Experts have said to drive sustainability practices in Nigeria’s Information and Communications Technology (ICT) sector, there was a need to continuously churn out innovative products that are designed to meet environmental standards and offer new opportunities to the public.
They noted that although there is a growing interest by investors in sustainability around the world, there is a need for businesses in the sector to adapt to best practices, which revolve around the Environmental, Social, and Governance (ESG) principles, to attract investments.
Speaking at a virtual event, organized by the Telecommunications and Technology Sustainability Working Group (TTSWG), themed: Collaboration for a Resilient ICT Sector, the Chief Executive of CSR in Action, Bekeme Olowola, said it is a common belief that the cost of sustainability in businesses outweighs the benefits, however, adapting to best practices benefit businesses in the long term.
She maintained that the gains attached to sustainability affect private profit-making organizations in regards to sourcing for equipment, products, and services, which are reliant on government policies, financial incentives, and supportive regulations, in which every stakeholder has a role to play.
She added that ESG principles look at how organizations engage their staff, customers, communities, government, environment, board, and even their finance, which are indices investors are interested in.
“You need to learn to adapt best practices such as more inclusive stakeholder engagement across your supply chain to the use of responsible infrastructure, equipment and investment in the necessary research to reduce greenhouse gas emissions.”
Similarly, the Chairman, Legal and Regulatory Committee of the Association of Licensed Telecoms Operators of Nigeria (ALTON), Eno Udoma-Eniang, argued that given the changes brought about by COVID-19, ICT service providers need to engage in what she called the “3Rs” – re-evolving, reinventing and repositioning.
She urged telecom operators to shift focus from being centrally traditional voice communications and network backbone providers to being innovative solutions providers.
She said it is a no-brainer that many companies are now re-engineering to a hybrid work structure, noting that apart from safety concerns over COVID-19, organizations now realize that it is much cheaper and convenient for their employees to work from home.
“Of course, this has bumped up the requirement for digital services to support virtual work. So, without strengthening the ICT sector, the economy obviously will be doomed.”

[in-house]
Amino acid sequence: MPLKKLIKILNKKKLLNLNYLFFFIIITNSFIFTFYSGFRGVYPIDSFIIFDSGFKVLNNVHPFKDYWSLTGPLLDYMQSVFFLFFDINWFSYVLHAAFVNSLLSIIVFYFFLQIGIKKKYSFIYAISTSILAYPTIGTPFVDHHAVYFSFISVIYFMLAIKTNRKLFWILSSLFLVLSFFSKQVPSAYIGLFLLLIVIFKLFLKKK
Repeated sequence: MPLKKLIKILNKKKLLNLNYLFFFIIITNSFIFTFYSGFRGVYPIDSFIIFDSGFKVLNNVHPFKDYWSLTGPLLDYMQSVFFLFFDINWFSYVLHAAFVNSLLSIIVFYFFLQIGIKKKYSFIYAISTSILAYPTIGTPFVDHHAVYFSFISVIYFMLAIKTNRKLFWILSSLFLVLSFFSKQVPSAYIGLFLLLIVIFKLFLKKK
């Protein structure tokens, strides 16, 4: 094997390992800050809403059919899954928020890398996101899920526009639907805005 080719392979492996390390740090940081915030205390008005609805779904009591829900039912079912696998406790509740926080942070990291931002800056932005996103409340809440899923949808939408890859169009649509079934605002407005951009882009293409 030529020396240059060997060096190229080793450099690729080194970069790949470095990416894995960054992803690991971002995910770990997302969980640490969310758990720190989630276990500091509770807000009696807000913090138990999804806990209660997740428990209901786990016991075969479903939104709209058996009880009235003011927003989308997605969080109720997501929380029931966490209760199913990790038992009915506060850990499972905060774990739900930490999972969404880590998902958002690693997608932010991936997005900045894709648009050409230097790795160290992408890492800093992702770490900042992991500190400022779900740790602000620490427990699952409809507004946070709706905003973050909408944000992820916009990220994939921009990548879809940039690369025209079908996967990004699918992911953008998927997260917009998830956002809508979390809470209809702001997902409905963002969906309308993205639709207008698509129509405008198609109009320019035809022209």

She used the opportunity to draw attention to some industry challenges including government policy, infrastructure deficits, funding, security and taxes.
“There are about 41 taxes that the telecoms sector operators need to bear, not to talk of illegal demands and regulatory fees. There are also multiple regulators.
“There is a National Information Technology Development Agency (NITDA) Act Amendment Bill currently undergoing review, which proposes a 1% annual operation levy to be paid to NITDA by operators with a turnover of a certain amount.
You need to learn to adapt best practices such as more inclusive stakeholder engagement across your supply chain to the use of responsible infrastructure, equipment and investment in the necessary research to reduce greenhouse gas emissions.
“If this bill is passed that means that operators will start paying AOL to both NITDA and the NCC, so you can see where we are. The government needs to ensure that those supporting business continuity for others have sustainable businesses themselves,” Udoma-Eniang added.
Commenting, Director at System Specs, DeRemi Atanda, described ICT as the superstructure that holds the fabric of the society, noting that COVID-19 tested the fabric, which has shifted from physical engagement to become technology-driven.
He said COVID-19 also challenged governance as almost 60 to 70 per cent of the Federal Government and state governments’ workforce stayed home for over six months.
On his part, the Chairman, Mobile Software Solutions Ltd., Chris Uwaje, said the superstructure for creating a sustainable ICT sector in Nigeria is missing, noting that there was a need to first redefine the core competence of ICT for Nigerians in the absence of a national policy on software.
He called for a Soludo Convergence and Collaborative Strategy, where the former Governor of the Central Bank of Nigeria collapsed 83 banks into 25 banks, to build the too-big-to-fail resilient structure.
“The small-scale industries you find in the USA are upward of $250 million and we do not have that. For resilience and collaboration to happen, there has to be a deliberate incentivized national policy to collapse the over 600 or 6,000 innovation hubs in good faith into a critical mass of about too-big-to-fail 20 ICT companies,” Uwaje added.